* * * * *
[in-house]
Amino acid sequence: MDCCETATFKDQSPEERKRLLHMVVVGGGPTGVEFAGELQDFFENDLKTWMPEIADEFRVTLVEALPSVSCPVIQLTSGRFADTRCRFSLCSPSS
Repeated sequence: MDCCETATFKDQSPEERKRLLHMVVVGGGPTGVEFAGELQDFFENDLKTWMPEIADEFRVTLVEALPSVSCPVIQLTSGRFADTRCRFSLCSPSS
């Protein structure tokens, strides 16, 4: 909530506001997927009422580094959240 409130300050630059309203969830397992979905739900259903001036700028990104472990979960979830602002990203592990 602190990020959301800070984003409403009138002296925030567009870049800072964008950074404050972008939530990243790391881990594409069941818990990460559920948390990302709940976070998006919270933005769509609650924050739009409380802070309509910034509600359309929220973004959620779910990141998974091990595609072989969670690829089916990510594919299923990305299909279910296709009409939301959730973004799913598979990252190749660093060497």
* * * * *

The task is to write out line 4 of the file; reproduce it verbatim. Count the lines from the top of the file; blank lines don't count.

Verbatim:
């Protein structure tokens, strides 16, 4: 909530506001997927009422580094959240 409130300050630059309203969830397992979905739900259903001036700028990104472990979960979830602002990203592990 602190990020959301800070984003409403009138002296925030567009870049800072964008950074404050972008939530990243790391881990594409069941818990990460559920948390990302709940976070998006919270933005769509609650924050739009409380802070309509910034509600359309929220973004959620779910990141998974091990595609072989969670690829089916990510594919299923990305299909279910296709009409939301959730973004799913598979990252190749660093060497």